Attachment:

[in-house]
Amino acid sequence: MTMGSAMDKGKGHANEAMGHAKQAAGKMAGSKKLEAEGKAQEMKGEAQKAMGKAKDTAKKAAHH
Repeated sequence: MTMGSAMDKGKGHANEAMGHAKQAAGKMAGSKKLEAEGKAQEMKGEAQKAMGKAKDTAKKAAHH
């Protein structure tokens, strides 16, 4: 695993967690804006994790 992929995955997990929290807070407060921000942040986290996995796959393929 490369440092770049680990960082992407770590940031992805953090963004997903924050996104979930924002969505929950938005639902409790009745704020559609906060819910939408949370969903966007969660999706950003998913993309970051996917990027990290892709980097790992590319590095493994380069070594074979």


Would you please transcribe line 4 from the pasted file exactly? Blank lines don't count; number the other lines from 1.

């Protein structure tokens, strides 16, 4: 695993967690804006994790 992929995955997990929290807070407060921000942040986290996995796959393929 490369440092770049680990960082992407770590940031992805953090963004997903924050996104979930924002969505929950938005639902409790009745704020559609906060819910939408949370969903966007969660999706950003998913993309970051996917990027990290892709980097790992590319590095493994380069070594074979």